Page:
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Lethbridge Herald Newspaper Archives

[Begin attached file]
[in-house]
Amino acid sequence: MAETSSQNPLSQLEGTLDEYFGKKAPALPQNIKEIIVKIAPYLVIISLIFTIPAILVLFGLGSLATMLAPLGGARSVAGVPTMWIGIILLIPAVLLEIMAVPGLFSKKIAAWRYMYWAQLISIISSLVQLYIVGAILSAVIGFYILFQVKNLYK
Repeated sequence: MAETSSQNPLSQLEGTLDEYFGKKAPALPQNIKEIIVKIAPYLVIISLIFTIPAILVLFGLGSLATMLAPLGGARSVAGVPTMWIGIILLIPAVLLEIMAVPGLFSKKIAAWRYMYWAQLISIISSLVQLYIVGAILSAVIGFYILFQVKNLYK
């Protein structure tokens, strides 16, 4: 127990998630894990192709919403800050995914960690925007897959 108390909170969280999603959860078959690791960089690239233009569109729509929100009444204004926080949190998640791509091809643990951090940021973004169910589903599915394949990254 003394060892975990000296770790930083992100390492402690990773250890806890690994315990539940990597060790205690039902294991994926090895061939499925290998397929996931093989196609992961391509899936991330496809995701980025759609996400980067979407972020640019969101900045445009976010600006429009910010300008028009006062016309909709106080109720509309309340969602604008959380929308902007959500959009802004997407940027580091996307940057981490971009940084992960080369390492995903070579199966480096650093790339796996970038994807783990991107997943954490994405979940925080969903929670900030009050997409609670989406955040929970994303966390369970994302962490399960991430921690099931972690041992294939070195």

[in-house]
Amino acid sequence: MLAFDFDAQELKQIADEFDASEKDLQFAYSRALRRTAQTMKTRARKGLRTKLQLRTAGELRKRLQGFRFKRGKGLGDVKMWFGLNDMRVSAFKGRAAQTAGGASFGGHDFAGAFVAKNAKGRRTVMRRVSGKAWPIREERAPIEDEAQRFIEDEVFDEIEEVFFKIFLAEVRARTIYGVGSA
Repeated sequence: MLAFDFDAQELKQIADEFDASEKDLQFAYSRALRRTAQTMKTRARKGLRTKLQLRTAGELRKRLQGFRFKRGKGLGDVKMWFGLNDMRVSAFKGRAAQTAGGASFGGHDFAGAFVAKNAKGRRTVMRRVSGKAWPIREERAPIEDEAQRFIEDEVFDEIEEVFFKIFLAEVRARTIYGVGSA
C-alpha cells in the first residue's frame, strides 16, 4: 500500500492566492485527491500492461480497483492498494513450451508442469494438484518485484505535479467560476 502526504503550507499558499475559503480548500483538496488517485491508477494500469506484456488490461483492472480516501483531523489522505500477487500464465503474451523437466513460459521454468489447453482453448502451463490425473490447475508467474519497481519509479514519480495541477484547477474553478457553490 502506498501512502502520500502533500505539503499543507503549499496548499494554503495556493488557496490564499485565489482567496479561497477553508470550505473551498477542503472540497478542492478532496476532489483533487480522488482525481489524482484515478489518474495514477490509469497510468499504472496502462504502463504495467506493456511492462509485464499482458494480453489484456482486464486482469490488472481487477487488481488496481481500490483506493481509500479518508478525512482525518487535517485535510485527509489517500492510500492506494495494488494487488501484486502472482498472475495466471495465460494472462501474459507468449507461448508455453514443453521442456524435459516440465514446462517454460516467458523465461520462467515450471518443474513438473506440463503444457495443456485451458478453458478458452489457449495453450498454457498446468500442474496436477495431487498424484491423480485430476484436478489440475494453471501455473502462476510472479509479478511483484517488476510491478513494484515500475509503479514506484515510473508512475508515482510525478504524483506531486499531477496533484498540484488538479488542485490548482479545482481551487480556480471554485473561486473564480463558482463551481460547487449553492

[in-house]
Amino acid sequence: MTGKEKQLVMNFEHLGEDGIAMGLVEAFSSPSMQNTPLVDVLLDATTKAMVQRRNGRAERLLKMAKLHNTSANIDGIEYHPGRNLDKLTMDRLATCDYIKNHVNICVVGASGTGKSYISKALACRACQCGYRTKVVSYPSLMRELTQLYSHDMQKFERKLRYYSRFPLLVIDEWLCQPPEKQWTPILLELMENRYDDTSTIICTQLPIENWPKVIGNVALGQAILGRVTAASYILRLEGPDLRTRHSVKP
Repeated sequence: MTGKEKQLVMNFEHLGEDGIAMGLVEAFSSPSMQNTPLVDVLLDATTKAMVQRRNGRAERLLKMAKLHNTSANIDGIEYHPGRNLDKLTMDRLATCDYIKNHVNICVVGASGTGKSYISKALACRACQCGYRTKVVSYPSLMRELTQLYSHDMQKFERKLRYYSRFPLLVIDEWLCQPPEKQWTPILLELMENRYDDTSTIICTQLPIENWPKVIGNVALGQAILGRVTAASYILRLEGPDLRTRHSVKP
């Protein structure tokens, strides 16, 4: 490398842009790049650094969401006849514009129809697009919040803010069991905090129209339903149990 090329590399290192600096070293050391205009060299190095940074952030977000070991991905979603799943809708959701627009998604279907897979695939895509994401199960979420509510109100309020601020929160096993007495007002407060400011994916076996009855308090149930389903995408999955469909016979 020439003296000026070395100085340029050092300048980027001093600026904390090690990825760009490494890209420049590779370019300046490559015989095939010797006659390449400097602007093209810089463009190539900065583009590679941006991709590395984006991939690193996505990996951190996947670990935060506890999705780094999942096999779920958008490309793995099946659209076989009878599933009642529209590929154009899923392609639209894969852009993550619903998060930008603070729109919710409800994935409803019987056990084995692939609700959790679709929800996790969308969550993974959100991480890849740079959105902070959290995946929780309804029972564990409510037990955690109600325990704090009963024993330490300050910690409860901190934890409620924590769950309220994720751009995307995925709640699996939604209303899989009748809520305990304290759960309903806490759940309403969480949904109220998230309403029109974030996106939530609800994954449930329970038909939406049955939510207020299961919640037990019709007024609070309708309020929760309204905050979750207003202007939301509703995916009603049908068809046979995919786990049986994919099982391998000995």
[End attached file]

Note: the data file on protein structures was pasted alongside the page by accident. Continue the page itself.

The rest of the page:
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Lethbridge Herald, The (Newspaper) - February 27, 1920, Lethbridge, Alberta Miss Lanna Long. Lonely Club Worker, -Found Her Itomance While Helping Others to Find Theirs And Should the Government Really Have a Marriage Bureau to Help Bring the Right Pairs Together? How One Series of Experiments Has Actually Worked. arloara Craydon I WANT a wife anfl I want her quick. They're EcarccMn Texas." This was the line in one of hundreds of letters recently received by the mayor of New York.' But it "might have been sent to the mayor of any city. The lonesome are everywhere and mayors look like good marks for.appeal. The other day someone said to the mayor of big city that the unrriated had some rights and that the-government really ought to establish A. bureau.of it n Marriage Bureau, if you like. Why should a3 important ft thing as marriage be left either to chance or to the activi- ties of selfishly commercial maters? Maybe this may turn-out to'be R big idea. But meanwhile, there are the lonesome and something Bought to be done. Something really has beer. done. I'erhapa there is.the germ of .1 great solution in it You never can lell. Anyway let my explanation of the new '.den conic by wp.y of the facts. The facts carry us to New York. "The Loneliest Place" "It is the loneliest place in the world if you never meet congenial people: people of your own tastes and says Miss Lanna Long. Miss Long was the loneliest person in lonely New York, according to her statement of feelings, when alons came a struggling young artist, like herself, the possessor of n voice, whiuh his teach- ers called good: herself, lie was a .Granger, one of the surging, restless, am- bitious toilers of New York's groat army of over Miss Long left her home in Chicago last win- ter to come to New York to study. But in spite of her musical ambition, life did not satisfy. She was lonely. One cannot live by music alone, this young and beautiful woman told herself. How was one to make friends, the sort of con- genial companions, the proper kind of people in a great city like New York? Miss Long often asked herself, as thousands of young students and artists and toilers had asked this question More her. Then one clay Miss Long chanced to read a printed appeal from the war camp community Krvice for volunteers to "entertain the soldiers sailors, and make others happy." And the old answer that has time and again come to unhappy people, made itself known to Miss Long, to "iivo in tte happiness of those you ttake happy." Singing to the Lonely "By singing to the soldiers and sailors And making them forget any feeling of loneliness or homesickness, I may forget my own reasoned Miss Long, as ihe climbed the stairs with her music roll and asked to enlist in the army of volunteer entertainers last winter when thousands of men in uniform were passing in and out of New York from the battlefields of France and the camps about New York. iMiss Lohg'King at a big clubhouse for en- listed men. She was young, and she was good to look upon, and her singing voice -seemed-to carry something of the feeling of sympathy she held for those boys away from home. At any rale, this kinship of spirit touched their as few singer's had done. She was an instant success. She was encored time and again. (The war camp community sen-ice begged her services at many big entertainments following her sue-, cessful debut. Miss Long believed that her search for the heart, the throbbing life centre of that g.-cat city, promised well. Then Miss Long was asked to sing the leading role in some tight musical comedies the war camp community service decided to put on for the en- tertainment of the men on a larger-scale. And this is how it chanced that Fate or Cupid, or whatever agency it was that interposed in behalf of this lonely young artist, came on tht rcene, as the artists say. Miss Long had undertaken to make others happy.' She was beginning to reflect this happi- ness. Then carne the lUllcr with his bantonc. Mr. Haller, too, hail been lonely, ever so flonelv since he had been discharged from the army. For more than a year he had been in training at the aviation army school at Lung-Icy Field, Va. Loneliness Leads to Love He was ambitious, too, and that is the reason he decided to come to New York and study music. "If I Minnenpolis, and the little church dioir where I UFCI! lu ting, I shall never get be- yond such singing youngi .Mr. Ilallcr ur- Bueil with himself, nut Mr. Ilnller found New York n great big, noisy, unfcciing place. More than once he risked himself the question: "Is it worth just as many other young- students in their moments of homesick.icsr. themselves. Often his thoughts wardered to the old home town where his.friends were where there a touch of human sym. palhy in one's life, and more than once he waver- ed'in his decision to remain in the big lonesome town. Then ho met Miss Long. Winter dad drugged into spring, and the ynr camp community service had decided, through the- lessons it had learned of making happy in itsjuidst, that just as much could be accomplished for young strangers who came to New York, not tho-ic who had belonged to Uncle Sam's army, but those who belonged to the big army of students, breadwin- ners and artists, who sought careers and inspira- tion in the lirtbalomah atmosphere of New York. So under the direction of interests and tastes were the same, they found. "I find life much more interesting since I be- gan singing at these ventured Mr. Ilal- Icr one evening. "I find I 5m much happier said Miss Long, and she revealed it in her looks. Then Mr. McGuffcy's ambition to make .these community centres a place where young people, under the proper auspices, could meet and be- t-ome their first tangible success. Mr. Haliur and Miss Long announced their engagement. Many well-meaning persons Jiavc from lime to lime tried the experiment of starting "Lonely to banish loneliness from New York. But an understandable reason too, thoy failed. No one wanled to go to these clubs, ticket- ed "I'm lonely, so I came." "The- old time social worker, or the middle- >ScO woman ,who has made a failure of her life, therefore believes she can make n success of the 'lives of others, do not figure in our saiil Mr. McGuffey, "Our hostesses and chaperons Hi all these parlies arc young women, women who can enter into the spirit of these affairs, and sec 10 it that the young people who come have lime. 1 believe the community centre will answer the cry of the lonely in a big city like New York where there nro thousands of unattached young men and said Mr. McGuffcy. It surely does look as though it might do just what Mr. McGuffey predicted for it. Pilgrimage to China's Holy Mountain Carl Haller, Who Sang for the Lonely, Then Heard the Answering Voice. entertainer direc-torj numerous community cen- tres were opened nil over New York, in halls, in vacanl theatres and in where playa and ilnnr.r-3 and athletic entertainments were given, the neighborhoods houses, students' quarters, lodging houses and dubs, and especially the interest of boarding was enlisted .to direct the steps of lonely young people, in. New York lo these en- tertainments. Tiic Lonely Clubs took hold.. Centres "Many successful liavQ told me that thc-ir fircf. ten years ill New York were let) years ioal out of their said Mr. McGuffey, "just because they had no friends, and had no way of meeting the right kind of people." Miss Long and Mv. Haller sang for many of these community affaire. They remained after their sinking and danced with the other lonelics. They found themselves becoming less lonely. Their CHINA'S Holy Mountain, Tai-shan, is 35 miles from Tsinanfu, the capital of the province of Shantung. It is probably the oldest sacred mountain in the world. Pilgrims worshipped on it 2000 years before Christ, and the annual pilgrimage still takes place in Kebru- aryiand March, as many as pilgrims mak- ing the ascent daily. Chair bearers carry pilgrims up the slopes of Tai-shan and back in a day. The chair is unlike nny other chair uicd in China. It is peculiar '.3 One man.walks in front and one be- hind.- a slronK ovcr clle der thus suspending the pilgrim. Each chair had four men, so that they might be The men ir, the Shantung district are larger than the men in southern China. One powerful head Kuido was 0 feet 5 inches tail, and, though sneak- fine almost no English, was quick to understand am! WOB most kind and courteous. Strange to say, the chair bearcri (ire not of the religion of those who worship i" the Tai-shan but arc Mohammedans, who have long held thiu'con- cession. The ascent ia very steep. A hero arc 6000 slepa about 15 feet wide, a remarkable piece of en- gineering done by the ancient-Chinese. A deep ravine, cascades, rushing watsr, great pines ami gnarled old cypresses add to the wonder and beau- ty of the accent. The first of the gateways to the old temple, third of the Gates lo Heaven, was like a vision In the clouds. This seemed to bo tho top; but after passing through it another ascent confronted the pilgrim. Here he climbs ;i wind- inn "IC ICIIIP'C nt 'no very etommit, from which was seen ono of .the finest views in all China's Holy Land. The very poor pilgrims, nnd they are tha great majority, mount on foot- Some of tho most de- vout crawl on their knees. Chinese women with their small deformed ftct wearily drag them- selves up the steps, while luxurious natives arc borne in vichly ornamented palancjuins. In olden times emperors and members of their court, who worshipped and sacrificed here, were carried in this fashion. Tho temples arc filled with presents from tho emperors of the various The largest tcmplu ia dedicated to Yu-huang, Taolst Emperor of the Sky. Another was built to honor tho mem- ory of Confucius and contains a copy of the famous image of China's greatest philosopher nnd sage. At the top, near the, cliff from which religious fanatics used to throw themselves; (n such num- bers that tha authorities had to guard the'place with a high wall, ig a stono monument inscription, "This marks fho Confu- cius stood and felt the smallncss of'tho'world be low." Confucius, Menciua nnd Loa-tze were'all born during Hie Chou dynasty, trie longest dynasty the history of China, lasting from 1123 B, Q, to Then came Shih Hwnng-tl, tho Chinese 221 'lho Branding of the Chin dynasty, from which'China takca her name) China remained an empire, for 2000 year' This emperor built tho great wall to keep out tliii following dynasty of -Hart, I'rince Han set tho example at offering sacrifices at the tomb of Confucius in Chufou, which ig in SliantuiiL' province not far from Tai-shan. Here Confuciu sva.s horn, lived nnd was buried. Ilia descendant' the Duke of Kung, still lives in Chufou and has been able to forbid a foreign railroad to dcltle f.o sacred a place. Tho magnificent, tciuple in Chufou is the finest in .China. It is in a park of stalely cypresses' Tablets marking tha resting placo of the great Confucius. Confucius taught loyalty, faithful, riess, sincerity, simple, honest precepts for relation of man to man. Chufou is also tho burial place of the son of the famous'cmperor wlio built the great wall--. and who had birds embroidered on the uniform< of civil officials, and beasts of prey on of military offktrt. ;